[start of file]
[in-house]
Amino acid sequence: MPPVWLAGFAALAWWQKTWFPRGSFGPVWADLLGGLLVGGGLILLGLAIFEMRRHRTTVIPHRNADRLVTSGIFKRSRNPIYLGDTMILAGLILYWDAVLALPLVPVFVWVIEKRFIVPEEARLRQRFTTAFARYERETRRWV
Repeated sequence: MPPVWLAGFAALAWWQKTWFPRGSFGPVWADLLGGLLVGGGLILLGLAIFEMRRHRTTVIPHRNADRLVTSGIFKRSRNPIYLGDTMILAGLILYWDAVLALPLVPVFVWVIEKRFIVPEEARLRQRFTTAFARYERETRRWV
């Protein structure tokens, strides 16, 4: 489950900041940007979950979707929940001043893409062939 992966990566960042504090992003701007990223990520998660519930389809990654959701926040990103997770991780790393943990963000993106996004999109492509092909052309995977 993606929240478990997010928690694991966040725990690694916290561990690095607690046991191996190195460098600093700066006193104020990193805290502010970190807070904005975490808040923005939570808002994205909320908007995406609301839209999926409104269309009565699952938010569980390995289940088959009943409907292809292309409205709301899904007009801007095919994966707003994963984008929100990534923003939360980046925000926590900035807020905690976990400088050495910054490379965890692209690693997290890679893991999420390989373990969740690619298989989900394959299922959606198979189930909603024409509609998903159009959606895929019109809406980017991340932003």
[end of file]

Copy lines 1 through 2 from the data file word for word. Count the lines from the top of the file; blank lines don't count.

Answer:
[in-house]
Amino acid sequence: MPPVWLAGFAALAWWQKTWFPRGSFGPVWADLLGGLLVGGGLILLGLAIFEMRRHRTTVIPHRNADRLVTSGIFKRSRNPIYLGDTMILAGLILYWDAVLALPLVPVFVWVIEKRFIVPEEARLRQRFTTAFARYERETRRWV